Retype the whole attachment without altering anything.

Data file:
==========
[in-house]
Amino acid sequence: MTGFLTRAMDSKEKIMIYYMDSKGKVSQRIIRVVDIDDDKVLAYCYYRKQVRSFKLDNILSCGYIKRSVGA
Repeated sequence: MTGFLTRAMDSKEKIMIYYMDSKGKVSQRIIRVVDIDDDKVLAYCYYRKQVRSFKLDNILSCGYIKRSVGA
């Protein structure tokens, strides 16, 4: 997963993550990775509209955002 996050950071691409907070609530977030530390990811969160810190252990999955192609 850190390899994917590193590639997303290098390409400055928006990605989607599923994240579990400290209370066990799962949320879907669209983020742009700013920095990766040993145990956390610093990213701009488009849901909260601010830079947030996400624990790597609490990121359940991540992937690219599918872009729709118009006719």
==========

[in-house]
Amino acid sequence: MTGFLTRAMDSKEKIMIYYMDSKGKVSQRIIRVVDIDDDKVLAYCYYRKQVRSFKLDNILSCGYIKRSVGA
Repeated sequence: MTGFLTRAMDSKEKIMIYYMDSKGKVSQRIIRVVDIDDDKVLAYCYYRKQVRSFKLDNILSCGYIKRSVGA
């Protein structure tokens, strides 16, 4: 997963993550990775509209955002 996050950071691409907070609530977030530390990811969160810190252990999955192609 850190390899994917590193590639997303290098390409400055928006990605989607599923994240579990400290209370066990799962949320879907669209983020742009700013920095990766040993145990956390610093990213701009488009849901909260601010830079947030996400624990790597609490990121359940991540992937690219599918872009729709118009006719």